Digital Beginner Photography
Exposure Modes: Exposure modes are the different options of shooting in digital cameras. They are the options on the control dial of your camera.
What format are you shooting in, JPEG or RAW?
Editing programs: You may already have on your computer that are user friendly and help you organize as well as edit are iPhoto on a Mac, Windows Photo Viewer or Picasa; a free download and can be used for Mac or PC. Every camera generally will come with its own image-editing program but these are not widely used or maintained. The state of the art programs for image editing are Adobe Photoshop Elements or Adobe Photoshop, and Adobe Lightroom.
Lenses and Focal Lengths: Here's a quick guide for what lenses to choose and when:
Polarizing filters: Though technically an accessory, Polarizing filters are a must have for outdoor shooters! The best option is the circular polarizing filter; 2 pieces of glass, that when rotated, help to darken blue skies, saturate colors and reduce glare on reflective surfaces. These inexpensive filter can be one of the most effective accessories! Try your circular polarizer on all subjects shot outdoors.
First image w/out polarizer, second image w/ polarizer. (No additional filters or post processing!) This is a must-have accessory for landscape and wildlife shooters as well as anyone who shoots outdoors!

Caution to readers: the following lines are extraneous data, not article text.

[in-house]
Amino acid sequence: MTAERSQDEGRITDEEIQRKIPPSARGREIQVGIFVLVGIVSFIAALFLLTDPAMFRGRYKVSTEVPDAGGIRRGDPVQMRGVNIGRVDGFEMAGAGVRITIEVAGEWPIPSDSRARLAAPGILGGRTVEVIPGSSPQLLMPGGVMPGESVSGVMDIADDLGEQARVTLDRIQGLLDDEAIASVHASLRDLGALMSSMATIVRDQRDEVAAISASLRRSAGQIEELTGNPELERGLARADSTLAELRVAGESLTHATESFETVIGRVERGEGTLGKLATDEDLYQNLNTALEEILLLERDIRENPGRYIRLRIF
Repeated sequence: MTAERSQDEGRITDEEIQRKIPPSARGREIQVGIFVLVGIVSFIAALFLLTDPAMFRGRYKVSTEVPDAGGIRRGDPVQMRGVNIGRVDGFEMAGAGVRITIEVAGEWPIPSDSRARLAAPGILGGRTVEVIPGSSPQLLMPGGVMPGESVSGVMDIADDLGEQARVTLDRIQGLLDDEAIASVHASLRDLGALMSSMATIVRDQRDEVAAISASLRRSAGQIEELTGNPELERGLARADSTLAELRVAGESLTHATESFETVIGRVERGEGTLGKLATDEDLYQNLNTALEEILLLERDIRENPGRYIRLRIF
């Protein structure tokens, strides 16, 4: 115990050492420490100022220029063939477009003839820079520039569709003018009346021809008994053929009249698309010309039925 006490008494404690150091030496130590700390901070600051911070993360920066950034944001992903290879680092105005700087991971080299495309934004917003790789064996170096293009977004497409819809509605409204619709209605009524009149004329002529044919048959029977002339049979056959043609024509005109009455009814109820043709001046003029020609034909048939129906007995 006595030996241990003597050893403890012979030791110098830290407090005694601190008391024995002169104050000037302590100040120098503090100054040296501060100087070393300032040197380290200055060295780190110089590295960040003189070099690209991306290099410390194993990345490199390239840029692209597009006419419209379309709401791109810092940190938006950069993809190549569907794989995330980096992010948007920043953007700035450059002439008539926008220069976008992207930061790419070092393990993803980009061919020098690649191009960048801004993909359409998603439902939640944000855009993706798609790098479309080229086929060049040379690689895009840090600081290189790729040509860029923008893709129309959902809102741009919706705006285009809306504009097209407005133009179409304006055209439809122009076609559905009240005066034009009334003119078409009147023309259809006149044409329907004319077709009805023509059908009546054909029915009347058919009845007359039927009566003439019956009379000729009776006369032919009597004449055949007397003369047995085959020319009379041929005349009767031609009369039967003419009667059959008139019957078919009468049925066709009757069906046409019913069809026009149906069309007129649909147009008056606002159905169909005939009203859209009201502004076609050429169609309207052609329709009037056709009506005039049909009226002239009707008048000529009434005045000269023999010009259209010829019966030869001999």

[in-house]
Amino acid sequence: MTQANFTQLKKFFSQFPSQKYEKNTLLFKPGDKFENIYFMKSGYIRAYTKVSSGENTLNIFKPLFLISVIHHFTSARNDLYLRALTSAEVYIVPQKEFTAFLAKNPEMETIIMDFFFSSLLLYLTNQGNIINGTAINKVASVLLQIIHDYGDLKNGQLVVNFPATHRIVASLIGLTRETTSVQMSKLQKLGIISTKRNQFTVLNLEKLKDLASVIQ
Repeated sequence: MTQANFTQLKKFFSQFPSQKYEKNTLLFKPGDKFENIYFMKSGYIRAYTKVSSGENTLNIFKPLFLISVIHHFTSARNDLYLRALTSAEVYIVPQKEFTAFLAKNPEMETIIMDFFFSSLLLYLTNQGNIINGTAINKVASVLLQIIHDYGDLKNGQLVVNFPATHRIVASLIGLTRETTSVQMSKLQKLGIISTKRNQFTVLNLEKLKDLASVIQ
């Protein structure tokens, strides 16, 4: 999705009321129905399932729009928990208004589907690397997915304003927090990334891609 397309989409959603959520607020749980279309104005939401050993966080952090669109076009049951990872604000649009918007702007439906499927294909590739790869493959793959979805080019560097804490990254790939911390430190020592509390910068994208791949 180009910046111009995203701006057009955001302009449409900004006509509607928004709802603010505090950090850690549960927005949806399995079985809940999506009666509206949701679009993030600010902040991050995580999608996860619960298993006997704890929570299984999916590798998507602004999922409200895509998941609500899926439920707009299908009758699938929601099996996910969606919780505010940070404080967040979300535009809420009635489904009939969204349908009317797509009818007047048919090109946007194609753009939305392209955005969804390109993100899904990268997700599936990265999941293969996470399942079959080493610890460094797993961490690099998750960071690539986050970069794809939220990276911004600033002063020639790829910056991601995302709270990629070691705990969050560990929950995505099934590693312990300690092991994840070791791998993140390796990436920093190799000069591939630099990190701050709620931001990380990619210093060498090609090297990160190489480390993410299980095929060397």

White Balance: White balance is how the camera sees and interprets color of light. All light sources have a different color temperature. This temperature scale is call Kelvin Temperature. White balance has nothing to do with exposure, or how bright/ dark you image is, it refers to if you image is looking too yellow or blue, etc. Cameras can be set to “Auto White Balance" in which the camera will interpret the light and take the exposure as an estimate of color temperature. AWB tends to be too cool or blue in most situations. All cameras have WB settings for; daylight, shade, incandescent, fluorescent and you can choose one based on your lighting situation. Alternatively, you can create an ‘in camera’ Custom White Balance for the most accurate color rendition. Whit balance is especially important for capturing accurate skin tones.